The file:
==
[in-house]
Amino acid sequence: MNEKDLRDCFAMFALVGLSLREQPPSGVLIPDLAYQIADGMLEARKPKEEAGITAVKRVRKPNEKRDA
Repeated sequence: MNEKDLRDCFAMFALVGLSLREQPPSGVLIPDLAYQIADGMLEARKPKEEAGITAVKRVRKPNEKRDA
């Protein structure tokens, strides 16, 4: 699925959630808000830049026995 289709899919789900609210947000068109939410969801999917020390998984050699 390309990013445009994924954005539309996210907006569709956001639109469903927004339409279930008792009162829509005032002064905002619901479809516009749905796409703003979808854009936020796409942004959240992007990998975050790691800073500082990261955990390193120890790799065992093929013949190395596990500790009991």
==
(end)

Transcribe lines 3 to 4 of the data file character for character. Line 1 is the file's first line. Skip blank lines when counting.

Repeated sequence: MNEKDLRDCFAMFALVGLSLREQPPSGVLIPDLAYQIADGMLEARKPKEEAGITAVKRVRKPNEKRDA
């Protein structure tokens, strides 16, 4: 699925959630808000830049026995 289709899919789900609210947000068109939410969801999917020390998984050699 390309990013445009994924954005539309996210907006569709956001639109469903927004339409279930008792009162829509005032002064905002619901479809516009749905796409703003979808854009936020796409942004959240992007990998975050790691800073500082990261955990390193120890790799065992093929013949190395596990500790009991």